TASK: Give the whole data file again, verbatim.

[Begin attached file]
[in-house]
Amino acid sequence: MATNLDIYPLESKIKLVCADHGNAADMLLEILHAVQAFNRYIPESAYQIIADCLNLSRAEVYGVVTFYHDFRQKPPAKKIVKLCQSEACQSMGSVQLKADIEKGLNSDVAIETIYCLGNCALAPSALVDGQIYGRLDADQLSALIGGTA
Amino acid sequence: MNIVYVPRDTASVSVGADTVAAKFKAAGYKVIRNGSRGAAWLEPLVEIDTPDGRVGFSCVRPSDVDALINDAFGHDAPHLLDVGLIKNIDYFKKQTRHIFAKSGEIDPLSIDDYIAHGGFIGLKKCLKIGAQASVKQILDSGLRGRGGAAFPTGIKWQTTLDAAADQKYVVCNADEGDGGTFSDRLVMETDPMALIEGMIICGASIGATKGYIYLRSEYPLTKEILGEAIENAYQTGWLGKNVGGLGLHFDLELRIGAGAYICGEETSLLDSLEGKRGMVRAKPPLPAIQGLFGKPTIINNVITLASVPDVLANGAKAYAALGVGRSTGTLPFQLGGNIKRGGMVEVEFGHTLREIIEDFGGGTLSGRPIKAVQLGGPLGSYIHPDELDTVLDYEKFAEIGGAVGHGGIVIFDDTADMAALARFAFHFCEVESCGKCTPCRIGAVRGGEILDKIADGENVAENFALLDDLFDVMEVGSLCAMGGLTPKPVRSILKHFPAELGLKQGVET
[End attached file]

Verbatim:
[in-house]
Amino acid sequence: MATNLDIYPLESKIKLVCADHGNAADMLLEILHAVQAFNRYIPESAYQIIADCLNLSRAEVYGVVTFYHDFRQKPPAKKIVKLCQSEACQSMGSVQLKADIEKGLNSDVAIETIYCLGNCALAPSALVDGQIYGRLDADQLSALIGGTA
Amino acid sequence: MNIVYVPRDTASVSVGADTVAAKFKAAGYKVIRNGSRGAAWLEPLVEIDTPDGRVGFSCVRPSDVDALINDAFGHDAPHLLDVGLIKNIDYFKKQTRHIFAKSGEIDPLSIDDYIAHGGFIGLKKCLKIGAQASVKQILDSGLRGRGGAAFPTGIKWQTTLDAAADQKYVVCNADEGDGGTFSDRLVMETDPMALIEGMIICGASIGATKGYIYLRSEYPLTKEILGEAIENAYQTGWLGKNVGGLGLHFDLELRIGAGAYICGEETSLLDSLEGKRGMVRAKPPLPAIQGLFGKPTIINNVITLASVPDVLANGAKAYAALGVGRSTGTLPFQLGGNIKRGGMVEVEFGHTLREIIEDFGGGTLSGRPIKAVQLGGPLGSYIHPDELDTVLDYEKFAEIGGAVGHGGIVIFDDTADMAALARFAFHFCEVESCGKCTPCRIGAVRGGEILDKIADGENVAENFALLDDLFDVMEVGSLCAMGGLTPKPVRSILKHFPAELGLKQGVET